Diatoms are important players in the global carbon cycle. Their apparent photosynthetic affinity for ambient CO2 is much higher than that of ribulose 1,5-bisphosphate carboxylase/oxygenase (Rubisco), indicating that a CO2-concentrating mechanism (CCM) is functioning. However, the nature of the CCM, a biophysical or a biochemical C4, remains elusive. Although 14C labeling experiments and presence of complete sets of genes for C4 metabolism in two diatoms supported the presence of C4, other data and predicted localization of the decarboxylating enzymes, away from Rubisco, makes this unlikely.
We used RNA-interference to silence the single gene encoding pyruvate-orthophosphate dikinase (PPDK) in Phaeodactylum tricornutum, essential for C4 metabolism, and examined the photosynthetic characteristics.
The mutants possess much lower ppdk transcript and PPDK activity but the photosynthetic K1/2 (CO2) was hardly affected, thus clearly indicating that the C4 route does not serve the purpose of raising the CO2 concentration in close proximity of Rubisco in P. tricornutum. The photosynthetic Vmax was slightly reduced in the mutant, possibly reflecting a metabolic constraint that also resulted in a larger lipid accumulation.
We propose that the C4 metabolism does not function in net CO2 fixation but helps the cells to dissipate excess light energy and in pH homeostasis.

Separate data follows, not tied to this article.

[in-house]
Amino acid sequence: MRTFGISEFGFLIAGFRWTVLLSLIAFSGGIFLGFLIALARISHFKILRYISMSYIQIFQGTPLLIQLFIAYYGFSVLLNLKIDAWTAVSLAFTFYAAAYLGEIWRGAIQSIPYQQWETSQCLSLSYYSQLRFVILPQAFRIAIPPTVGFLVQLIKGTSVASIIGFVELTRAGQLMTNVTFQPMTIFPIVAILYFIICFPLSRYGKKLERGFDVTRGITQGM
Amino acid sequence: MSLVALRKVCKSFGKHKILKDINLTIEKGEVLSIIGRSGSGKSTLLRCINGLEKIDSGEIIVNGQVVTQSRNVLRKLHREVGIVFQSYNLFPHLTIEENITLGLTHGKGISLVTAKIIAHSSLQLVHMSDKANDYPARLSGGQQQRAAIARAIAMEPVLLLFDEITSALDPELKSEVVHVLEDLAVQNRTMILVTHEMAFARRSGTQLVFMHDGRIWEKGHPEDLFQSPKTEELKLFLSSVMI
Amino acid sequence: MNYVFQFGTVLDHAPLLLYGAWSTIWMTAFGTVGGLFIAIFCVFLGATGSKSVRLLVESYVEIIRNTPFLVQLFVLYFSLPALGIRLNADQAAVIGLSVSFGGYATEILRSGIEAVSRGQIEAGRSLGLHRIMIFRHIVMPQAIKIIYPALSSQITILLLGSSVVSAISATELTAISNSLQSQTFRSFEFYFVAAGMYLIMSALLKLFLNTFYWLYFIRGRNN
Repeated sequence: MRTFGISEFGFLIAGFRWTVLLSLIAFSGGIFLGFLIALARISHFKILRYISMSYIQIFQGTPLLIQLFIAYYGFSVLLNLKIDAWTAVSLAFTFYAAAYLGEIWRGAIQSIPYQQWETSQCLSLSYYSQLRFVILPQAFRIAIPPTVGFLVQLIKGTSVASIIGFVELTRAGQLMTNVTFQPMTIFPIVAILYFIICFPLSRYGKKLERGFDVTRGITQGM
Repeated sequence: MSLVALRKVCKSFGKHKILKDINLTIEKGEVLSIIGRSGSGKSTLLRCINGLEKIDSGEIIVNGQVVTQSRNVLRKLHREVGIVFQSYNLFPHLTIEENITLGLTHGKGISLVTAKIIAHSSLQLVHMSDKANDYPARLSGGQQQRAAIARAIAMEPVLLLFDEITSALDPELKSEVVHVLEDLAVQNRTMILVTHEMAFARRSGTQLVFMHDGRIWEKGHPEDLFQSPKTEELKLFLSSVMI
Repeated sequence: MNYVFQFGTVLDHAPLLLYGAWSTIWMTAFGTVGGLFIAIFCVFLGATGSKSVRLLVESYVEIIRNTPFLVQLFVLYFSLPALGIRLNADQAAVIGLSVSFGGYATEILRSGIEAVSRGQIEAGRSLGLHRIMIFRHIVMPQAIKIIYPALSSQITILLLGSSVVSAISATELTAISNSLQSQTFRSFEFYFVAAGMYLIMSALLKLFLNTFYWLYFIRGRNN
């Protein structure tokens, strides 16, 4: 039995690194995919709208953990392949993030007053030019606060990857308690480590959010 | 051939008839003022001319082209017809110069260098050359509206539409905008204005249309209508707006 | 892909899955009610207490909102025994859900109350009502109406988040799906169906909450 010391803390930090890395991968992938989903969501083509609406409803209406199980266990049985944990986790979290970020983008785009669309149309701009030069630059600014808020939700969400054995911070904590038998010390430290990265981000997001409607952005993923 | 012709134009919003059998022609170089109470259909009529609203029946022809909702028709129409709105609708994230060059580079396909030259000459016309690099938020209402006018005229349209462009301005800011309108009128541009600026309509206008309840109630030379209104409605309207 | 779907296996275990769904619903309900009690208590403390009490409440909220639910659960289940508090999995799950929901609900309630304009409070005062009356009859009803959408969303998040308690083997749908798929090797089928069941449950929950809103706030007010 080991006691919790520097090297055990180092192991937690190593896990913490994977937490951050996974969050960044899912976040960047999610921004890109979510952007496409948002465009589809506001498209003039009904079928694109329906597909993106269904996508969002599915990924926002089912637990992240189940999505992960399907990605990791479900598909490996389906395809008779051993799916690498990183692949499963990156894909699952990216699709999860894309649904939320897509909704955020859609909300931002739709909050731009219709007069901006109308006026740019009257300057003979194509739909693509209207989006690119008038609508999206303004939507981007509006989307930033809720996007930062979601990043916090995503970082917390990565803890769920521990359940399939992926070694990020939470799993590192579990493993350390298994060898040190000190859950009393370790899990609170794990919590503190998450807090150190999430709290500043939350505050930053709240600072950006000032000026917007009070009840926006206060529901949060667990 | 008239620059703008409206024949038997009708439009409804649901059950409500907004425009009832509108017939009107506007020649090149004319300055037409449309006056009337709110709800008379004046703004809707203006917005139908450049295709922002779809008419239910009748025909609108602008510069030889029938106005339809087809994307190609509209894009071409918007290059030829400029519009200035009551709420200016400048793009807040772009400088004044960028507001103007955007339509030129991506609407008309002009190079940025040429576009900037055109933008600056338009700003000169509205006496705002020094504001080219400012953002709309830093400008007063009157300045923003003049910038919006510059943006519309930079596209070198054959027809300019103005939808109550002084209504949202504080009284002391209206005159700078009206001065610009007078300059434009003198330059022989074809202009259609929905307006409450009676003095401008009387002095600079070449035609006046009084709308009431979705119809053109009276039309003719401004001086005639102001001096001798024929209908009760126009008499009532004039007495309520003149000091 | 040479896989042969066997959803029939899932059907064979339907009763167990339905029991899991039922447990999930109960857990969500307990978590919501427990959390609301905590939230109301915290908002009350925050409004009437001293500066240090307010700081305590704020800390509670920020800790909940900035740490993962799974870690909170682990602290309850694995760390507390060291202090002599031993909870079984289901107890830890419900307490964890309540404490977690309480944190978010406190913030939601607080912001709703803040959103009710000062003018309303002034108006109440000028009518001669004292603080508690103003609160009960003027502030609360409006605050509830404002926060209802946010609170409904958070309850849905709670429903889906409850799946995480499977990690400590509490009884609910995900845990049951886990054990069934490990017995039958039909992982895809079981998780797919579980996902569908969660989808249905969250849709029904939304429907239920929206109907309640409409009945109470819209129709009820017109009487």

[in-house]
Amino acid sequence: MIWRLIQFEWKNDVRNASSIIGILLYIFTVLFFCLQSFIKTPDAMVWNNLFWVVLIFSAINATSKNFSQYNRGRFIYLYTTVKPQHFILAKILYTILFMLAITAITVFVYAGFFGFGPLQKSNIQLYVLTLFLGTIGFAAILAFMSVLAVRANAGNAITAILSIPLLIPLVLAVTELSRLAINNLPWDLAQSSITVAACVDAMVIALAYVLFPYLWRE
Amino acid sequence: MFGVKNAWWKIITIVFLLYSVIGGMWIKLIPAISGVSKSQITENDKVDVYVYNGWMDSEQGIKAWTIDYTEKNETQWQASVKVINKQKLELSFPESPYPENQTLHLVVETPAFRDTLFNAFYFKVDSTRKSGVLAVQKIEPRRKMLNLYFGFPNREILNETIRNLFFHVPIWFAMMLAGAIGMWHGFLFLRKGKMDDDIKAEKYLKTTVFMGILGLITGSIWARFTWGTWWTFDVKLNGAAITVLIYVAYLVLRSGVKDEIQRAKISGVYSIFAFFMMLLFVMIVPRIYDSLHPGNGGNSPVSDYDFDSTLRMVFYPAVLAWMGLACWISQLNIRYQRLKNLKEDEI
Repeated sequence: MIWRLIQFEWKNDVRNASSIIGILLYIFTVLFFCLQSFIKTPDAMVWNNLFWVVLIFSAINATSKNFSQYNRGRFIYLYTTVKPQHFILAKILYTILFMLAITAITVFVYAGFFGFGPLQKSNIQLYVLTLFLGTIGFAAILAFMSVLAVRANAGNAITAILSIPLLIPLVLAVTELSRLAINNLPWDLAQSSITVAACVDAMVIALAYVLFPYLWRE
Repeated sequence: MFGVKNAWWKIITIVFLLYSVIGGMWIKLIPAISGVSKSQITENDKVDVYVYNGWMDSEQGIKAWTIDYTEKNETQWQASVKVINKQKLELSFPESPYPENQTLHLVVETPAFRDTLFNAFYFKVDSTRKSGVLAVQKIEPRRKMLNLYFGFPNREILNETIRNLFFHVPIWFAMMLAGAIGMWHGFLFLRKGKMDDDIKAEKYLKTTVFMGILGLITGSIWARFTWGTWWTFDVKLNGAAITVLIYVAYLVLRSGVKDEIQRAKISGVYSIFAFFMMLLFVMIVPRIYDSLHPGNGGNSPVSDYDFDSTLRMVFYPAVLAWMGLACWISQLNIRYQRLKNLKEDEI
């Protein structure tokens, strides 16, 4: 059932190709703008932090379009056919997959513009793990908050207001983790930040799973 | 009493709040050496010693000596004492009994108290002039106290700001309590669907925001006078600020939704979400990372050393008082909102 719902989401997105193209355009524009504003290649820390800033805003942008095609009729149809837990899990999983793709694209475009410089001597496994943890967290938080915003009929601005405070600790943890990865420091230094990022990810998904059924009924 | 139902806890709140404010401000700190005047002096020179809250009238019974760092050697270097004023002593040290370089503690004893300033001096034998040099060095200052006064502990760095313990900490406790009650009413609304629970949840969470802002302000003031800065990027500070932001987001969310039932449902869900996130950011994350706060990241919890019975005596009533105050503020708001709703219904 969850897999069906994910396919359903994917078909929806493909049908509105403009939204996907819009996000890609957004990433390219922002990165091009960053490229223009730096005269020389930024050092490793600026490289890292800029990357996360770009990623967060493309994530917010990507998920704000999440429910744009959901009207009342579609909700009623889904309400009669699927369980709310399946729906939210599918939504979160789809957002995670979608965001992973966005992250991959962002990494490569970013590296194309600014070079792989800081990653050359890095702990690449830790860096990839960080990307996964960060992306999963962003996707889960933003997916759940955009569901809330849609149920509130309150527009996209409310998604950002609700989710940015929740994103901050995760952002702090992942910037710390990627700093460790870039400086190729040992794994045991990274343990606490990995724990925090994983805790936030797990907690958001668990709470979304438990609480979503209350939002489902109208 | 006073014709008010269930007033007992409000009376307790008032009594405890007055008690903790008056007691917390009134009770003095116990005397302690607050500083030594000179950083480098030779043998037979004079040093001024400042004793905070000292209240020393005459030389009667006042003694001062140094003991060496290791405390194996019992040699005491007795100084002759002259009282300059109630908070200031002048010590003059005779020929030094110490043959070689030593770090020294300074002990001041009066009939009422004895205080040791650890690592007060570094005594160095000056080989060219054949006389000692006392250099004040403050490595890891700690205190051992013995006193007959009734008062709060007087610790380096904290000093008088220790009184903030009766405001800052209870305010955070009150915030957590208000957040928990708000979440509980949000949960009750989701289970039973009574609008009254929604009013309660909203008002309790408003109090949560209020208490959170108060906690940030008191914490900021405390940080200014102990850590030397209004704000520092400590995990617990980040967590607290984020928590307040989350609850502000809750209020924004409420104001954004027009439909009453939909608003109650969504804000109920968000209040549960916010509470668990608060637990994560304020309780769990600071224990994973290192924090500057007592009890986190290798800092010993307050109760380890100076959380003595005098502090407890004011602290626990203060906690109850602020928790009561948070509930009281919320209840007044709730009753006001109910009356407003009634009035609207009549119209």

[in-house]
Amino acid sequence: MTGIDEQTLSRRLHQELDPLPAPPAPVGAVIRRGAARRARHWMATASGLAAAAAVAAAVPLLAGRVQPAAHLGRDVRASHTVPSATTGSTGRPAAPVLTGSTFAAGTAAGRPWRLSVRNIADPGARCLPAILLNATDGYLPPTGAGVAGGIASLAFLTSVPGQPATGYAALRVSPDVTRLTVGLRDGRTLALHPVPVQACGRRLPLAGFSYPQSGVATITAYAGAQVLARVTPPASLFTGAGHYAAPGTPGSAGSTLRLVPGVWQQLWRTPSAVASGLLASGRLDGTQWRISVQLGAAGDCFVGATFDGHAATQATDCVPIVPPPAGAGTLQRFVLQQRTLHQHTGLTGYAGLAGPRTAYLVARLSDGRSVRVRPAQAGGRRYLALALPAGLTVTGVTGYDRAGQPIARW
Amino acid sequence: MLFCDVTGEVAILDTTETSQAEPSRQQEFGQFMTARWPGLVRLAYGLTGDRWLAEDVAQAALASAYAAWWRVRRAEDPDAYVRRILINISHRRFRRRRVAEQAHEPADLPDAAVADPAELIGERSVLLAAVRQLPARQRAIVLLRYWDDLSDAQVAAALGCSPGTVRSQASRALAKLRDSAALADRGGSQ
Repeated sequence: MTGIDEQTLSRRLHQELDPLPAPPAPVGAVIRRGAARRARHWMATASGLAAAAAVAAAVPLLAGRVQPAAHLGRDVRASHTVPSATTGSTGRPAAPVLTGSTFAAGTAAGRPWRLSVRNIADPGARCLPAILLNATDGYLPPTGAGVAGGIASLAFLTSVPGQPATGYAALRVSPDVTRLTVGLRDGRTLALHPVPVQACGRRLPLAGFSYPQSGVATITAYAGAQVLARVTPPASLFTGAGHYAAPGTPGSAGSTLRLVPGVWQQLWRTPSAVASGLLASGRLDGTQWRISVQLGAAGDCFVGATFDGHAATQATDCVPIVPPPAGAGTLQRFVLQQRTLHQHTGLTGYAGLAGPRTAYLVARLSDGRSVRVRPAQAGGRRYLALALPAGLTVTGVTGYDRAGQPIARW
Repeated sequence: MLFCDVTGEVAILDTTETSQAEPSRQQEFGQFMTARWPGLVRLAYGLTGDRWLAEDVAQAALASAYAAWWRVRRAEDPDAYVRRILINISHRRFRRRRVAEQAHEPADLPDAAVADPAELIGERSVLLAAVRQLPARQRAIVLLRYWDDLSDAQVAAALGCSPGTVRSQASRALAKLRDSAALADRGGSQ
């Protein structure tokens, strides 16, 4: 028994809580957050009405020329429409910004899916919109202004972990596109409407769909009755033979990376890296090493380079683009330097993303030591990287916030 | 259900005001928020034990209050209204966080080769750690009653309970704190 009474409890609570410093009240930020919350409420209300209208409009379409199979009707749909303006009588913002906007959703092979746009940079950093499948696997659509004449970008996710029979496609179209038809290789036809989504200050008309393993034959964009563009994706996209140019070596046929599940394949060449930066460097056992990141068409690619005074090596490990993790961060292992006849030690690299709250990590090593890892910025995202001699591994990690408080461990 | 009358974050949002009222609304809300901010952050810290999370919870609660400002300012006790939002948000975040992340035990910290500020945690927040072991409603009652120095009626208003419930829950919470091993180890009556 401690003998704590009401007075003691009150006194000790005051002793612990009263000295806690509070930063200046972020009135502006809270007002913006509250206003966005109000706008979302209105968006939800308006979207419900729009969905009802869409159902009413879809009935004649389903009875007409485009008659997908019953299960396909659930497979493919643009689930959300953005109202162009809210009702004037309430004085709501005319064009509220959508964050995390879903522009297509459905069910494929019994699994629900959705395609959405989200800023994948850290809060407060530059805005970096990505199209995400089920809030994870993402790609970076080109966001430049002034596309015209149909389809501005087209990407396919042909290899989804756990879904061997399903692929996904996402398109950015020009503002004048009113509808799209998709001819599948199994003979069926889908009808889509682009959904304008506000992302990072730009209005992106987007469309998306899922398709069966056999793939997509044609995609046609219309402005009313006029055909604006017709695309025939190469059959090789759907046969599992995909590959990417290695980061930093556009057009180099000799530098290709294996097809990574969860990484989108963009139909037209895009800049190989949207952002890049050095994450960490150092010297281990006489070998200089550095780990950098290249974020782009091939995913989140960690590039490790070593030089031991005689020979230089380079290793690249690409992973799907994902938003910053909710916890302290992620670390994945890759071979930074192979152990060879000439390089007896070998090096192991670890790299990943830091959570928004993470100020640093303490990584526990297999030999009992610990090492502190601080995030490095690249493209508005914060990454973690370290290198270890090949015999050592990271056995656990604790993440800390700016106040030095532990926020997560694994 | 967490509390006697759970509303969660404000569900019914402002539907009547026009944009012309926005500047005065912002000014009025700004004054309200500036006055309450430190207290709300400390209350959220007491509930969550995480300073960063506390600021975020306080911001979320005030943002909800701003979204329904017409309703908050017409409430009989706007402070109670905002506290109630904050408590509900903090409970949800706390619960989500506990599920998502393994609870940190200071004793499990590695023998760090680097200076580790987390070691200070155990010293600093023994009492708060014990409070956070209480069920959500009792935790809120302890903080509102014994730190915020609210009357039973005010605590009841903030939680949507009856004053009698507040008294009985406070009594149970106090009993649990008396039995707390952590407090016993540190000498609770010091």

Diatoms play an important role in the global carbon cycle and it is estimated that they perform c. 20% of global CO2 fixation (Falkowski & Raven, 2007). Information on the uptake of inorganic carbon (Ci) and its fixation by diatoms is rather limited, as only a few model organisms such as Thalassiosira weissflogii, Thalassiosira pseudonana, Thalassiosira oceanica, and Phaeodactylum tricornutum have been examined. Nevertheless, the K1/2(CO2) of their ribulose-1,5-bisphosphate carboxylase/oxygenase (Rubisco), c. 28–40 μM (Badger et al., 1998; Whitney et al., 2001), is c. 20- to 40-fold higher than the apparent photosynthetic K1/2(CO2) for ambient CO2 (Burkhardt et al., 2001) and c. three- to fourfold higher than the CO2 concentration in the present-day marine environment (Riebesell et al., 1993). Measurements indicated that in most cases Ci uptake and carbonic anhydrase (CA) activity are strongly affected by the CO2 concentrations experienced by the cells during growth. They both increase significantly with a declining ambient CO2 from a high concentration (1–5% CO2 in air) to the concentration of CO2 in air or lower, and that some of the CA encoding genes are up-regulated when the cells are exposed to low concentrations of CO2 (Tortell et al., 1997, 2008; Burkhardt et al., 2001; Morel et al., 2002; Cassar et al., 2004; Harada et al., 2005; Tanaka et al., 2005; Trimborn et al., 2008; Maberly et al., 2009; Matsuda et al., 2011; Tachibana et al., 2011). These findings have led to the recognition that, like many other phytoplankton species, the model diatoms must rely on CO2 concentrating mechanisms (CCMs) to perform significant rates of CO2 fixation under contemporary CO2 concentrations. These data also supported the notion that a CCM is activated in cells exposed to declining CO2 concentrations (see Kaplan et al., 1991, 1994; Kaplan & Reinhold, 1999; Badger et al., 2002; Giordano et al., 2005; Price et al., 2008; Fukuzawa et al., 2011 for reviews).